Help with vectorizing Stan program

Hi everyone, I’ve been working through the Bayesian Methods for Hackers book by Cameron Davidson-Pilon but instead of PyMC I’m writing everything in R and Stan.

Things have gone rather smoothly so far but I came across an interesting example that I’m having trouble vectorizing. I believe I have the model specified correctly without vectorization but here’s the info so far:


The original model in PyMC2 is below:

def euclidean_distance(x, y):
    return np.sqrt(((x - y) ** 2).sum(axis=1))

def f_distance(gxy_pos, halo_pos, c):
    # foo_position should be a 2-d numpy array
    return np.maximum(euclidean_distance(gxy_pos, halo_pos), c)[:, None]

def tangential_distance(glxy_position, halo_position):
    # foo_position should be a 2-d numpy array
    delta = glxy_position - halo_position
    t = (2 * np.arctan(delta[:, 1] / delta[:, 0]))[:, None]
    return np.concatenate([-np.cos(t), -np.sin(t)], axis=1)

import pymc as pm

# set the size of the halo's mass
mass_large = pm.Uniform("mass_large", 40, 180, trace=False)

# set the initial prior position of the halos, it's a 2-d Uniform dist.
halo_position = pm.Uniform("halo_position", 0, 4200, size=(1, 2))

@pm.deterministic
def mean(mass=mass_large, h_pos=halo_position, glx_pos=data[:, :2]):
    return mass / f_distance(glx_pos, h_pos, 240) *\
        tangential_distance(glx_pos, h_pos)

ellpty = pm.Normal("ellipcity", mean, 1. / 0.05, observed=True,
                   value=data[:, 2:])

mcmc = pm.MCMC([ellpty, mean, halo_position, mass_large])
map_ = pm.MAP([ellpty, mean, halo_position, mass_large])
map_.fit()
mcmc.sample(200000, 140000, 3)

Here is my un-vectorized version of the model written in Stan:

functions {
real f_distance(row_vector gxy_pos, vector halo_pos, real c) {
  return fmax(distance(gxy_pos, halo_pos), c);
}

vector tangential_distance(row_vector glxy_position, vector halo_position) {
  real xdiff = glxy_position[1] - halo_position[1];
  real ydiff = glxy_position[2] - halo_position[2];
  real t = (2 * atan(ydiff / xdiff));
  vector[2] tdist;
  tdist[1] = -cos(t);
  tdist[2] = -sin(t);
  return tdist;
}
}

data {
  int<lower=0> n;
  matrix[n, 2] cart_pos; // x,y coordinates of galaxy position
  matrix[n, 2] ellip_pos; // a measure of ellipticity
}

parameters {
  real<lower=40.0,upper=180.0> exp_mass_large;
  vector<lower=0,upper=4200.0>[2] halo_position;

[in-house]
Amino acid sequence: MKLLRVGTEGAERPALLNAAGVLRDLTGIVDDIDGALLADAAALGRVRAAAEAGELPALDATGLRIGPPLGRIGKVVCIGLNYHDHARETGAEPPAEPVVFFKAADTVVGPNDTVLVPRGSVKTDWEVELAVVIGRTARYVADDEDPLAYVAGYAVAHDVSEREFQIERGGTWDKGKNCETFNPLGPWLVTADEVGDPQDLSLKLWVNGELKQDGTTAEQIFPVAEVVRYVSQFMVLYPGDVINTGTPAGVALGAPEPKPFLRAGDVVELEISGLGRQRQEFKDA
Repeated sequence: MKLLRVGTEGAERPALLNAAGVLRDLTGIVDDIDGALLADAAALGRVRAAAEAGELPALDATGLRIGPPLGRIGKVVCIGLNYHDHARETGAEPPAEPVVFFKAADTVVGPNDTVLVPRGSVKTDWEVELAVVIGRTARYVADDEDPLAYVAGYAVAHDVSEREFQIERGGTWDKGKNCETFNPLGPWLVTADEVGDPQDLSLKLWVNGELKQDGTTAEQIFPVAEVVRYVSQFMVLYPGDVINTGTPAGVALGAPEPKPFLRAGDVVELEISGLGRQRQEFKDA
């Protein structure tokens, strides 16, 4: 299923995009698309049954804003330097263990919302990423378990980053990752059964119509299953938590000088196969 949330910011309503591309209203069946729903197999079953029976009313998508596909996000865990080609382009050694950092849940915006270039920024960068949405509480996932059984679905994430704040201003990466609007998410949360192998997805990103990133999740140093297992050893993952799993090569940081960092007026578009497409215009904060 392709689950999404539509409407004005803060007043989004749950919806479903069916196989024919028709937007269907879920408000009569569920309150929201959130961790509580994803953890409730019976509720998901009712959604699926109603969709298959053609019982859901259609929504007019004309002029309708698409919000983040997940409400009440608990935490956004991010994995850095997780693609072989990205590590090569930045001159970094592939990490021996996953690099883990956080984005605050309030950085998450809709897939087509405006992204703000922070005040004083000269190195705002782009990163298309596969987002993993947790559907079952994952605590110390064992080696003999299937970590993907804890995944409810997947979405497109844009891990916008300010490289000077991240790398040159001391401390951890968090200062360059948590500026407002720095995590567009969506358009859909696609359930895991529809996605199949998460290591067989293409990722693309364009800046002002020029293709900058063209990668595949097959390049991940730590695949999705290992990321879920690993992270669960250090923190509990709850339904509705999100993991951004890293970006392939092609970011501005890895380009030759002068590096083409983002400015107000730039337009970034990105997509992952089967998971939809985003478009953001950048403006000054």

}

transformed parameters {
  real mass_large = log(exp_mass_large); // one large halo
}

model {
  vector[2] mu; 
  
  for (i in 1:n) {
    mu = mass_large / f_distance(cart_pos[i,:], halo_position, 240.0) * 
      tangential_distance(cart_pos[i,:], halo_position); 
    
    ellip_pos[i,1] ~ normal(mu[1], 0.05); // x-coordinate
    ellip_pos[i,2] ~ normal(mu[2], 0.05); // y-coordinate
  }
}

The way I wrote the model above appears to sample okay. There is definitely some bi-modal behavior with the marginal distributions that I didn’t see in the book but overall the results look similar. However I have attempted (and failed) to write the above program in a vectorized way similar to the book. I’ve been stumbling with using vector data types or arrays of vectors and when to use element-wise multiplication/division (.*, ./) or even if functions like fmax can be applied element-wise.

Any pointers would be appreciated!

1 Like

The vectorization stuff gets updated quite a bit. Which interface are you using? cmdstanpy (https://pypi.org/project/cmdstanpy/) should have the latest stuff.

Was there a particular statement here you wanted to vectorize that was being annoying?

Thanks for the response. I’m realizing my ask was probably way too general. I’m using cmdstanr for everything. I guess I’m just curious if there were rules of thumb for vectorization. In Julia including the . before any function will perform broadcasting so when I saw the .* and ./ stuff I thought there may be something similar there. So if that were the case if I wanted to vectorize fmax I would use something like fmax.(). But I’m thinking that’s likely not the case here.

So I guess to just consolidate this down to a few questions:

  1. When should I be using those vectorized operators? Is that dependent on what data types I’m using?
  2. Is it recommended to use vectors over arrays or vice versa?
  3. Do I need to do anything special to vectorize fmax? Or how would you tell if something has a vectorized implementation?

Thanks again

Good questions